Congratulations to Molly Bassett, Assistant Professor in the Department of Religious Studies on the publication of her co-edited book Sainthood and Race: Marked Flesh, Holy Flesh published by Routledge.
From the publisher’s website:
In popular imagination, saints exhibit the best characteristics of humanity, universally recognizable but condensed and embodied in an individual. Recent scholarship has asked an array of questions concerning the historical and social contexts of sainthood, and opened new approaches to its study. What happens when the category of sainthood is interrogated and inflected by the problematic category of race?
Sainthood and Race: Marked Flesh, Holy Flesh explores this complicated relationship by examining two distinct characteristics of the saint’s body: the historicized, marked flesh and the universal, holy flesh. The essays in this volume comment on this tension between particularity and universality by combining both theoretical and ethnographic studies of saints and race across a wide range of subjects within the humanities. Additionally, the book’s group of emerging and established religion scholars enhances this discussion of sainthood and race by integrating topics such as gender, community, and colonialism across a variety of historical, geographical, and religious contexts. This volume raises provocative questions for scholars and students interested in the intersection of religion and race today.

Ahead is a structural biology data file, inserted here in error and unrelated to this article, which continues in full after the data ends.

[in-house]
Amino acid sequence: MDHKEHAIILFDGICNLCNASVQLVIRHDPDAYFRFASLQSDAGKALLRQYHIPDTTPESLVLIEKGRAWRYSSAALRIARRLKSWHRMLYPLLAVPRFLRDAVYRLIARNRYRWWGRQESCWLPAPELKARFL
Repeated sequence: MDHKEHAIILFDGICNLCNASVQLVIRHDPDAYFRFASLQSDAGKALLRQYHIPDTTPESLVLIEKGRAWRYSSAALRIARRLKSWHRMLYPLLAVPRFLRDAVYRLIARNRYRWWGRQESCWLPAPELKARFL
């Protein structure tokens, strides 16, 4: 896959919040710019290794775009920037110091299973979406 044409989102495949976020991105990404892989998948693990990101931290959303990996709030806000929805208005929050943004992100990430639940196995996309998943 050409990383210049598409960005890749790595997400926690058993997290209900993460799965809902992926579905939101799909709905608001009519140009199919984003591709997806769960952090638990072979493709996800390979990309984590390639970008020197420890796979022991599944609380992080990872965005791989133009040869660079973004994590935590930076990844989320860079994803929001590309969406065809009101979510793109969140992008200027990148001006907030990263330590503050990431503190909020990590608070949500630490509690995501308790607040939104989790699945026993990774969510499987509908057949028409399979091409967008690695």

Other works by Dr. Bassett available through the University Library:
- “Coloring the Sacred in Sixteenth-Century Central Mexico” in The Materiality of Color: The Production, Circulation, and Application of Dyes and Pigments, 1400-1800. Ed. Andrea Feeser and Beth Fowkes Tobin. London: Ashgate, 2012. 45-64.
- “Indigenous Religions, Global” in The Encyclopedia of Women in Today’s World. London: Sage, 2011. 741-744.
- “Religion in Mesoamerica: A Case for Comparative Religious Studies.” Religious Studies Review 33:3 (2007): 193‐199.